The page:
For the International March of the Living this week, more than 12,000 Jews and non-Jews from nearly 50 countries will travel to Auschwitz to commemorate the 6 million Jews murdered during the Holocaust.
An ethereal city graced with sunlight so bright it turns the white stone skyline gold at sunset, Jerusalem is also an earthbound city whose teachers must be paid and whose garbage must be collected.
Archaeologists excavating in northern Israel believe they may have discovered the biblical city of Bethsaida, the hometown of three of Jesus’ apostles on the shores of the Sea of Galilee.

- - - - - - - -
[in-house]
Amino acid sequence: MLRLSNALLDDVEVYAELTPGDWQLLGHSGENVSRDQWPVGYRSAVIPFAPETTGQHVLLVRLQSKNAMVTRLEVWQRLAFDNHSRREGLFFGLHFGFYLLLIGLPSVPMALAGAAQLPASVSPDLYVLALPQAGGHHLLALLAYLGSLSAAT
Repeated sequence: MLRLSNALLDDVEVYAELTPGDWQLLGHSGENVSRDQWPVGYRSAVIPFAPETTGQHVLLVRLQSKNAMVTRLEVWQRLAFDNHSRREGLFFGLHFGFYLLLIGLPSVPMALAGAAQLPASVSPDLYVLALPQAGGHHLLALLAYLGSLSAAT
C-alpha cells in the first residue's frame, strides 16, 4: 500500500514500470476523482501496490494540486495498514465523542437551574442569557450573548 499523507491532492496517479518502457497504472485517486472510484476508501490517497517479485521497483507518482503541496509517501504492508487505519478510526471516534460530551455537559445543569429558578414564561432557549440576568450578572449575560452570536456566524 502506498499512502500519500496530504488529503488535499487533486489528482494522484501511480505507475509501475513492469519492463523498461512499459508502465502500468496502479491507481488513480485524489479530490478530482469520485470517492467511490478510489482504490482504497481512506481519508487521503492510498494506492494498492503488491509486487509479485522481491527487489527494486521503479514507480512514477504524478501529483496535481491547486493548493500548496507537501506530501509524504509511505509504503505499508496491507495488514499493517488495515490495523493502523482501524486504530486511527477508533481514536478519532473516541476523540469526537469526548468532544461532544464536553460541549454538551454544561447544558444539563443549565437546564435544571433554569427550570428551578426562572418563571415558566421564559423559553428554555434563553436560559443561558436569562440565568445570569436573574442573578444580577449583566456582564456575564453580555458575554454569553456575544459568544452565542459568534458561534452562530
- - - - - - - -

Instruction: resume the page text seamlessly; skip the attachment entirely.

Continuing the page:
Israeli archaeologists recently discovered 2,600-year-old artifacts they say offer further concrete evidence of the Babylonian destruction of Jerusalem around 586 B.C.
The Israel Antiquities Authority announced the discovery just days before Tisha B’Av, a Jewish fast day commemorating the anniversary of the destruction of both the First Temple by the Babylonians and the Second Temple by the Romans in the year 70.
The fast began at sundown on July 31.